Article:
Tìm hiểu 4 từ khó wise, sentient, conscious, mindful
In the Linnaean system of classifyng living things–the system used around the world in biology–the human species is called Homo sapiens, a Latin phrase that can be translated: “a wise human-shaped animal.” Comment is often made about the presumption of our calling ourselves “wise,” but that is because “wise” here is really a mistranslation. A better translation would use the word “sapient” rather than “wise.”
The English word “sapient” derives directly from sapiens and carries the meaning of having the ability to reason, not implying that humans generally do it well (which is what “wise” means). It can be argued that other animals can also reason, but most people will agree that this (and language and tool use–attributes that seem to go hand-in-hand) is a special human trait that is not seen to anywhere near the same degree in other animals.
If one is going to think well (wisely?) about human and animal mental abilities, it is good to distinguish several terms often found in this context. Above I distinguished “sapience” and “wisdom” as being the ability to reason, “sapience” making no implication as to whether the reasoning is “wise” or not.
There are also the words “consciousness” and “sentience” and “self-awareness” and “mindfulness.” To be conscious is to be awake, not asleep or in a coma or whatever. It also has another, closely related meaning, of being aware, of being able to discern what is around oneself and react accordingly. Obviously most animals, and even some plants, can be said to be “conscious” to one degree or another.
We also have the word “sentience,” which is almost impossible to define in words but which everyone understands. It is the ability to experience the world in our senses and emotions and sensations. These three are all basically different manifestations of being sentient. We do not directly experience the wave front of a beam of light or a pulse of sound–instead our minds translate these external phenomena into color and pitch and so on. We cannot define “blue” except by giving examples–it is something we experience and others experience, so that we can communicate the experience only by referring to the same experience we presume is found in others. The same applies to an emotion such as joy or love or to a sensation such as pain or nausea or hunger.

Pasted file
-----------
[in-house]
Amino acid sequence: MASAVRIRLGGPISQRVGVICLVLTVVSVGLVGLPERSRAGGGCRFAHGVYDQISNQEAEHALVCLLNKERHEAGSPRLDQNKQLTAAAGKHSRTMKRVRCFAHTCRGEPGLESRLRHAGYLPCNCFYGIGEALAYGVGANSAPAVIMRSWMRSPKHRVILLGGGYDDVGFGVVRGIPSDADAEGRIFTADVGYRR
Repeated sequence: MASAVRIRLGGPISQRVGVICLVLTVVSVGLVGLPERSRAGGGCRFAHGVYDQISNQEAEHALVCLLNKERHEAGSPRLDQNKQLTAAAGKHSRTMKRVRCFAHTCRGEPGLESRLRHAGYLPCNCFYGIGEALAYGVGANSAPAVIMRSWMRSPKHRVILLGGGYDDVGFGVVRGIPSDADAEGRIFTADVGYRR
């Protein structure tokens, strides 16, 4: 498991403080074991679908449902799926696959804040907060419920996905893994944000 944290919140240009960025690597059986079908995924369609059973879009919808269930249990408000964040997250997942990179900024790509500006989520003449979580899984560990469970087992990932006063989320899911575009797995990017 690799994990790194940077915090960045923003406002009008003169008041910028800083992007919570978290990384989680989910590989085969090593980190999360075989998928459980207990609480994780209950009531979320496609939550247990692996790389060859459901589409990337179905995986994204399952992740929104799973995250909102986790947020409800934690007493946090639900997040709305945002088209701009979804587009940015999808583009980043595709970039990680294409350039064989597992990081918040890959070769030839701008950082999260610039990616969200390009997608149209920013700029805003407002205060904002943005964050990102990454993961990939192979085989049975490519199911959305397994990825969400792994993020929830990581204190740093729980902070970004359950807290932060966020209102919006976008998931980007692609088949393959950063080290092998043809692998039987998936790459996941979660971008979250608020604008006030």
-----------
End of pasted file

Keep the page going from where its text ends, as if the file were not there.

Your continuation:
Thus, if we say an animal is “sapient,” we are talking about its ability to reason, while if we say it is “sentient,” we are talking about its ability to feel (“feel” used in the broad sense of the ability to experience via mental interpretation the world around us, including our bodily world).
As a side note, modern physiologists have figured out that the experiences we call sentience evolved in mammals and birds but probably not elsewhere–they are linked to certain biochemical pathways and mediated by certain chemicals, the best known being serotonin (although it must be remarked that having the ability to trace the physical pattern that leads to sentience does little if anything toward clarifying the essential mystery of what “experience” really is). Other organisms, when they respond to the environment, behave entirely reflexively, while mammals and birds, although they retain some reflexive behaviors, are more likely to have their behavior mediated through sensations–especially emotions.
There recently was a fad among behaviorists (scientists who study the behavior of animals–the word also has another meaning) to put a mirror in front of an animal and to try to discern from the animal’s behavior whether or not the animal can understand that the image in the mirror is a reflection of itself and not another being. Chimpanzees seem to have no trouble with this, and quickly learn to use the mirror to see parts of its body it cannot see otherwise.
Most animals “fail” this test–they see the reflection as another animal, and react accordingly (sometimes showing hostile or dominance displays, often looking behind the mirror to see what is there). It has been imagined that the inability to recognize the image in the mirror as being an image of oneself demonstrates that the animal involved is not self-aware. Further thought persuades most people that this is a non sequitur–that failure to recognize the illusional nature of the image in the mirror comes from lack of mental agility or intelligence, not from lack of self-awareness.
“Mindfulness,” the last word on the list above, refers to a special kind of self-awareness–an awareness that one is aware. We can all sit quietly and “watch” our mind function as it moves in its stream of consciousness form one thought to another, one emotion or feeling or sensation (say an itch behind an ear) to another. This is being “mindful.”